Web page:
You can also experiment on the cheap by cutting up old mouse pads to fit the front of the tongue and covering with duct tape. There really should be no gap between the tongue and your shin with your boots buckled.
9 years ago
Thanks everyone for the good info.

FWIW, my Head boots are rather soft, even though they aren’t supposed to be (according to Head). They softened up the first year I had them. My TNT RS’s were the softer blue models, not the solid bright orange ones everyone thinks of.

I frequently ski with 3 of my 4 buckles un-buckled & the last one very loose while teaching my lower level (level 6 & lower) lessons (I’ve been an instructor for 15 years, please don’t tell the safety director I teach with my buckles un-done). I’m sure I do ski too much in the front, but I doubt it’s enough to make a difference. Besides, it’s also the sides of my shins that get almost as much of the bang also.

Thanks Otto for the link to the shin pads. I’ll look into that. My tongue has a pretty snug fit, but I’ll work it more with duct tape & mouse pads. If that works, I’ll be ordering some shin pads. I was thinking if wearing soccer type shin-guards would help.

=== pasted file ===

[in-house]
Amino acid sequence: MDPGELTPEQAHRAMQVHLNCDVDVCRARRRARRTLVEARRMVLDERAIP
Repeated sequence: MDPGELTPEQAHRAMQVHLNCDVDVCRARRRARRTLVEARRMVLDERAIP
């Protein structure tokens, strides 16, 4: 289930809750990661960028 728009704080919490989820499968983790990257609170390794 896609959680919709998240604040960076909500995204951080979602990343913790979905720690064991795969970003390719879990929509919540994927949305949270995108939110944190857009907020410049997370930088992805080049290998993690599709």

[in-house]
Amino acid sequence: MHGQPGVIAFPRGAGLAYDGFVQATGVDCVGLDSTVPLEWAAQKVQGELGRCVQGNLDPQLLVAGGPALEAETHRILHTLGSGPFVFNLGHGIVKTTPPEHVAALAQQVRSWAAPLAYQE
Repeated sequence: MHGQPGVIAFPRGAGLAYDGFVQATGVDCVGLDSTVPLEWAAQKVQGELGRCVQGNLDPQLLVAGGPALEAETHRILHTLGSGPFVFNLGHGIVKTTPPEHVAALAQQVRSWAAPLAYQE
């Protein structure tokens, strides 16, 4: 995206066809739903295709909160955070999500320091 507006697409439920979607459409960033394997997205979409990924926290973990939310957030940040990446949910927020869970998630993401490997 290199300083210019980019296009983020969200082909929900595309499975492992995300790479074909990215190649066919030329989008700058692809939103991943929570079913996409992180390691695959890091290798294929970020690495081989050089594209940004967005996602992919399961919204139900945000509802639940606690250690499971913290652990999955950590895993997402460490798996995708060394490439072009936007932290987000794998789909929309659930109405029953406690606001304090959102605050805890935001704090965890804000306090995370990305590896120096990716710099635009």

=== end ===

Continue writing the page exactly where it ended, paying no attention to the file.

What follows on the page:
As far as the power strap goes, (I’m trying to picture it in my head), I believe it only attaches to the rear of the shell, the rest of the wrap is only on the liner. I’ll take a look. If it’s not, I’ll move it to the inside to see if that helps.

thanks again!
9 years ago
Jimmer,

If you’re an instructor, I seriously doubt the shin bang is due to technique. Especially if you teach a lot of lower level lessons and ski with your boots loose.

I’ll get a bit of shin bruising myself when I ski a lot of icy bumps, very icy trails, or thick tricky crud. And I ski a lot less than you do. In fact, my shins are sore this morning from battling some icy bumps last night at Whitetail.
9 years ago
JohnL - thanks. But - there has to be something I can do. I know people who ski 5-6 days per week - Every week & don’t have this problem. Guess I’ll ask my GP next time I have a physical.

It stinks getting older!